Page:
Layton Crawford, Derek Kennedy and Lance Reeves are pretty serious outdoorsmen who try to work in bass fishing trips every available weekend.
They also happen to be seniors majoring in mechanical engineering at Louisiana Tech, and they got the opportunity to combine their passion for fishing and their love of engineering during a 9-month design project for Bill Lewis Outdoors in Alexandria, makers of the legendary Rat-L-Trap lure.
“They said they needed a more efficient way to paint lures,” said Kennedy, 24, of Monroe. “They actually used paper clips to work with the lures, which was kind of old school and pretty messy. They would actually hold the paper clip and use it to prop the baits up while the paint dried.
“They held on to the paper clip while they painted, and it was messy, and they’d get jumbled and stick together. It was a rough process.”
The team visited the production facility in Alexandria several times starting last fall as part of their senior design project in mechanical engineering, and started working on three different design options to increase production and make the lure decorating process more efficient.
Ultimately, they created the High Efficiency Lure Processing Platform, which features a base and 20 spring-loaded pegs that lock lures into a custom-designed plastic tip using one of the lure’s hook eyelets. This way, workers can hold onto the pegs to decorate the lures without having to deal with paper clips, and the quick-release trigger on each peg increases efficiency.
With eight separate platforms, 160 lures can be quickly and easily prepped for decorating.
Wes Higgins, president of Bill Lewis Outdoors, was blown away by the students’ final design.
“It totally exceeded our expectations. They truly helped us out,” Higgins said. “Going into it, honestly, I figured we didn’t have a lot to lose because it was a minimal financial investment to participate in the program. But the kids were great to work with, and man, we got a lot out of it.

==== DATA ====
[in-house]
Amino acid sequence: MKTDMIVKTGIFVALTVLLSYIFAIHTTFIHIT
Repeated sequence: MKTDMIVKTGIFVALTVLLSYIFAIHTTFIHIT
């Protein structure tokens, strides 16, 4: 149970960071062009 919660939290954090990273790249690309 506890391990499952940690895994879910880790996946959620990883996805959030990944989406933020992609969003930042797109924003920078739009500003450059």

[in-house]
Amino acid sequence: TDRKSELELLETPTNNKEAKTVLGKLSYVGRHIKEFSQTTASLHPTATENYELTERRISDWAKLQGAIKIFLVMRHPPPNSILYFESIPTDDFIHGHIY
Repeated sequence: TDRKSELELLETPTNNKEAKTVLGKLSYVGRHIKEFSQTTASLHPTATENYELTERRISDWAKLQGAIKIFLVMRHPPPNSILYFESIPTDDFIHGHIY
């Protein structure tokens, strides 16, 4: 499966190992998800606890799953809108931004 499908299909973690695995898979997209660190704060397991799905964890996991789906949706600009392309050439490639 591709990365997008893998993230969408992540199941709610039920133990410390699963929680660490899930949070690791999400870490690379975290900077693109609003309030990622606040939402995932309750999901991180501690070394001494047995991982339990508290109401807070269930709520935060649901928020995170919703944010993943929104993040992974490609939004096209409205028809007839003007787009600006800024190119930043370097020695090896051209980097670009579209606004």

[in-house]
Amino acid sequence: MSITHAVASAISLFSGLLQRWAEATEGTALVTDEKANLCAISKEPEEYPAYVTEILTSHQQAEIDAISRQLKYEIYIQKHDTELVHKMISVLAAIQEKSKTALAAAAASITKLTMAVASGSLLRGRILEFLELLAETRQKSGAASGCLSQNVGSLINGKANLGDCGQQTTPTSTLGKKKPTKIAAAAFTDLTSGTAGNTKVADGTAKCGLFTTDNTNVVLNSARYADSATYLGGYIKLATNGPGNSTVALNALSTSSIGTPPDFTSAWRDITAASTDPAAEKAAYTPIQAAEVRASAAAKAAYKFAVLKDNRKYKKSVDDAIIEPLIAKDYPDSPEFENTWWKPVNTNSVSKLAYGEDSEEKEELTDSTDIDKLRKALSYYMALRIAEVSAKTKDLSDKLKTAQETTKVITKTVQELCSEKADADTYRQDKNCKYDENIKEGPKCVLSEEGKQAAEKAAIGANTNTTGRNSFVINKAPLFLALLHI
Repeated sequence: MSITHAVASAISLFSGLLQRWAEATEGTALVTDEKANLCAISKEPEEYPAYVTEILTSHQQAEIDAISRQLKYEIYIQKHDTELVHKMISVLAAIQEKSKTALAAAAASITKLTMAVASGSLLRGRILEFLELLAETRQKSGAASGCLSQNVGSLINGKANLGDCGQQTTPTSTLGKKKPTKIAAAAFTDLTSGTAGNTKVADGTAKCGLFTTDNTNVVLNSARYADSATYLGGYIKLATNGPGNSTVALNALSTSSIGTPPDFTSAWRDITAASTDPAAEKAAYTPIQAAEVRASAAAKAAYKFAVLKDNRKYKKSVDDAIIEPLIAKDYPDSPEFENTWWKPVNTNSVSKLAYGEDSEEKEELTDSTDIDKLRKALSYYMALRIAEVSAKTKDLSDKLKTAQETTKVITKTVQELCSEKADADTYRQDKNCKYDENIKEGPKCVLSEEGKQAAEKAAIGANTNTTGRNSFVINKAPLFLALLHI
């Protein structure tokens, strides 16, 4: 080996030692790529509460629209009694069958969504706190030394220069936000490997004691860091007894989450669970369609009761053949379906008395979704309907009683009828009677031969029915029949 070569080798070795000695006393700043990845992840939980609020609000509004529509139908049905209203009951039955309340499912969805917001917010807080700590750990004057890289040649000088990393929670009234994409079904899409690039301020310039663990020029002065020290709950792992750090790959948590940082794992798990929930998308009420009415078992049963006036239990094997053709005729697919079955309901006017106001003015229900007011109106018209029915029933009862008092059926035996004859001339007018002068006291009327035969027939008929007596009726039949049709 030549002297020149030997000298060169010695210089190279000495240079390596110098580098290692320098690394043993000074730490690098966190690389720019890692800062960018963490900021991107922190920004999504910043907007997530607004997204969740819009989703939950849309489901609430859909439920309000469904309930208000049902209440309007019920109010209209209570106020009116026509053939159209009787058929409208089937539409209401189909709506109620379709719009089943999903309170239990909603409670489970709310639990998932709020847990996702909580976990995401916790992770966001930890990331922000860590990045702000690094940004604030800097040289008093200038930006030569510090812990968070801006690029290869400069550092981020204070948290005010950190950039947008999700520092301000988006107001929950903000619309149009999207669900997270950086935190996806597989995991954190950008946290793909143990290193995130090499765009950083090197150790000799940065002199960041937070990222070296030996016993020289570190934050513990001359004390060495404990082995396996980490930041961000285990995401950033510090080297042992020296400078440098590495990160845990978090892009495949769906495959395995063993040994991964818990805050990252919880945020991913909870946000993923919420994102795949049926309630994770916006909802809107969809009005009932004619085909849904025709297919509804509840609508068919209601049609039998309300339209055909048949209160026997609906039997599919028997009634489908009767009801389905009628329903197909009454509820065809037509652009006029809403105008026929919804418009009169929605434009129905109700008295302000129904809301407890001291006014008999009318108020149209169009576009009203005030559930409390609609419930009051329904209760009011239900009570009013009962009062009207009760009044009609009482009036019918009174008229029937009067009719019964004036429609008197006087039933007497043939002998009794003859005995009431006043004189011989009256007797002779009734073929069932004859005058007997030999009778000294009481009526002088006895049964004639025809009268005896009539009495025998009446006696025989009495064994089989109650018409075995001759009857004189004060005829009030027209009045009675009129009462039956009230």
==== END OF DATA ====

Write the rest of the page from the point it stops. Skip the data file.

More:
“I mean, 35,000 additional lures per year with no additional labor costs — that’s pretty serious.”
Kennedy, who will graduate Saturday in Ruston along with Crawford and Reeves with a degree in mechanical engineering, said workers in the decorating department love the new system.
“They’re ecstatic,” he said. “We talked to the people on the floor who actually paint and got their input for the design, and they got what they wanted and they love it.”
Higgins said the system, which also includes new racks that allow more lures to be clear-coated at once and transported between departments more efficiently, has been in use for about a week and time tests have been impressive.
“It works in the real world. We’re using it right now,” Higgins said. “One of they guys told me, ‘Well, Wes, I hate to admit it but we’ll really have to raise the (production) quota. I hit my one-hour quota in about 20 minutes.’
“The whole decorating process flows quicker, from the print pad machine to painting to clear coat. They’re able to get the baits through those departments a lot faster because they’re not getting bogged down with all that prep work, and taking hangers on and off.”
Higgins recommends other Louisiana businesses take advantage of Louisiana Tech’s program that partners teams of senior-level students with companies who could use some engineering expertise.
“The team showed pride in every detail of their work, not only in conceptualizing the design, but in executing it and delivering it on time,” Higgins said. “I also want to thank Dr. Henry Cardenas for not only introducing me to this program, but for heading up a great mechanical engineering program in our home state.”
If your company is interested in participating in the program, you can contact Dr. Henry Cardenas, chair of the Louisiana Tech mechanical engineering department, at 318-257-4600 or via email here.